Radiotherapy: the basics

Radiotherapy, which kills cancer cells using radiation, can be given to you externally or internally. In external radiotherapy, machines are used to target cancerous cells with special X-rays. In internal radiotherapy, radioactive liquids and implants are used inside your body to attack cancerous cells. Whichever type you have, there’s a lot of sci-fi-sounding jargon – photon beams, protons, particle beams, high-energy X-ray beams – so just keep asking for explanations if you’re ever confused.

Radiotherapy is used for a variety of reasons. It’s used on its own or in combination with chemotherapy to try to cure cancers. It can be used before surgery to shrink a tumour so it’s easier to remove, or after surgery to kill off any cancer cells that survived the surgery. And it can be used to relieve cancer symptoms in more advanced cancers.

External treatment

External beam radiotherapy is the most common type of external treatment. During your appointments, you’ll need to stay still for a few minutes while high-energy radiation is targeted at your cancer and a small area of surrounding healthy cells – in case the cancer has spread. The machine that’s used doesn’t touch you, you won’t feel any pain and you usually won’t need to stay in hospital overnight. There are various other types of external radiotherapy too, which doctors use to target very specific areas.

Internal treatment

Internal radiotherapy involves radioactive liquids and implants. You might be given a liquid to drink, a tablet to swallow or an injection. This won’t cause any long-term harm, but you might need to stay in a hospital room by yourself for a few days while you become less radioactive. Implants are things like wires and tubes, placed in your body to release radiation near cancer cells, then left in your body for between a few minutes and a few days – or sometimes for good.

How long does it take?

If you have external beam radiotherapy, you’ll be given it in a number of individual treatments. These are called fractions. People often have five treatments a week – one a day, Monday to Friday – with a chance to rest over the weekend and to let healthy cells recover. You might need treatment over the weekend too, though. In total, external radiotherapy usually lasts between one and seven weeks.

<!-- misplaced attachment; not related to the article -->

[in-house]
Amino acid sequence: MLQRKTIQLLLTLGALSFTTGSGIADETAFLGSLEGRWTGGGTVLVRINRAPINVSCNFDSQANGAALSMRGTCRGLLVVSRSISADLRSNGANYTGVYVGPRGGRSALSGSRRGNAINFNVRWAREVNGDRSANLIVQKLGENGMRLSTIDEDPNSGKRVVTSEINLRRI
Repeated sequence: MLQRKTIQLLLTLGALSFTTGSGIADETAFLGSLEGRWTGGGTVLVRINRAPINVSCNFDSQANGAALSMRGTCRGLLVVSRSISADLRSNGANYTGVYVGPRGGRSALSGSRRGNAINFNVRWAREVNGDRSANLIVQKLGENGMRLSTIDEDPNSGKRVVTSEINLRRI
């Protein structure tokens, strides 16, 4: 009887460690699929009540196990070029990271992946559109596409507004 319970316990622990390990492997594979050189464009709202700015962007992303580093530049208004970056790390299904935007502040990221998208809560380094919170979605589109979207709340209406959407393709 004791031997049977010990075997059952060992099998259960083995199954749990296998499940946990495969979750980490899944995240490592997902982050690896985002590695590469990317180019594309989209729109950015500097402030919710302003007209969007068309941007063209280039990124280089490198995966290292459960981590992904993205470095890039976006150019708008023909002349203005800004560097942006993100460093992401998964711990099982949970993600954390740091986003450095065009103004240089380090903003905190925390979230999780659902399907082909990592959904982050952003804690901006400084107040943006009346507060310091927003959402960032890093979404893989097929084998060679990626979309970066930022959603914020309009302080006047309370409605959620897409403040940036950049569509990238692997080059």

Any side effects?

A lot of the common side effects of external radiotherapy are fairly mild and don’t last too long, but they can still be unpleasant. It can cause:

Sore skin. You might find your skin gets red or darker. It might get dry and itchy too, or peel like you’ve spent too long in the sun. This usually heals in a couple of weeks. In the meantime, use unperfumed soap and don’t shave skin that hurts. If it’s summer, slap on some suncream (factor 30+), and if it’s winter, protect your skin from chilly winds.

Hair loss. Your hair might fall out in the area you’re having treated. So if you’re having treatment on your head or neck, there’s a good chance you’ll lose the hair on your head – and this can be tough. Hair usually starts growing back a few weeks after treatment ends, but while you wait – and if you decide the bald look isn’t for you – you could always expand your hat collection or try a super-realistic wig from our Hair 4 U scheme.

Tiredness. Your body uses a lot of energy to repair healthy cells that are damaged by radiotherapy, so give yourself plenty of sofa time if you’re feeling wiped out – ask friends to bring over films, magazines and video games.

Sickness. Most people aren’t sick during radiotherapy, but it can happen. It’s more likely if you’re having radiotherapy to your stomach or pelvis, but this usually stops a few days after your treatment. If you do feel rough, talk to your doctor, who will be able to give you some anti-nausea drugs. Diarrhoea can be a problem too, and your doctor can also prescribe something to help with that.

Lack of appetite. It’s not surprising, really – if you’re feeling sick and tired, eating’s never going to be the first thing on your mind. If you do find you’re not feeling hungry, try and keep your energy levels up by eating little and often.

And the rest… Diarrhoea is a pretty common side effect of radiotherapy to your stomach or pelvis. Swallowing can hurt if you have radiotherapy to your throat. Your joints might become stiff where you’re being treated. And you might find you lose interest in sex. All of these are likely to get back to normal once your treatment ends.

Long-term effects. Sometimes, radiotherapy can have side effects that don’t get better once the treatment has finished. These vary depending on where your cancer is but, if you’re worried, talk to your doctor or nurse about possible long-term side effects before you start any treatment.

What will it do?

Radiotherapy does permanent damage to cancer cells – causing them to die or stop growing. Healthy cells nearby are also damaged, but these are usually able to repair themselves and get back to normal.


Questions to ask

Never be afraid to ask questions about your cancer. Ask, ask and ask again. And if you don’t understand the answers you get, keep asking until you do.

If your doctor recommends radiotherapy, you might like to ask:

  • What kind of radiotherapy is being recommended
  • Whether it’s being combined with other treatments
  • How long your treatment will last
  • What the side effects might be, and how you can reduce them
  • What the radiotherapy is meant to achieve
  • How effective it’s likely to be
  • Whether any other treatments might work.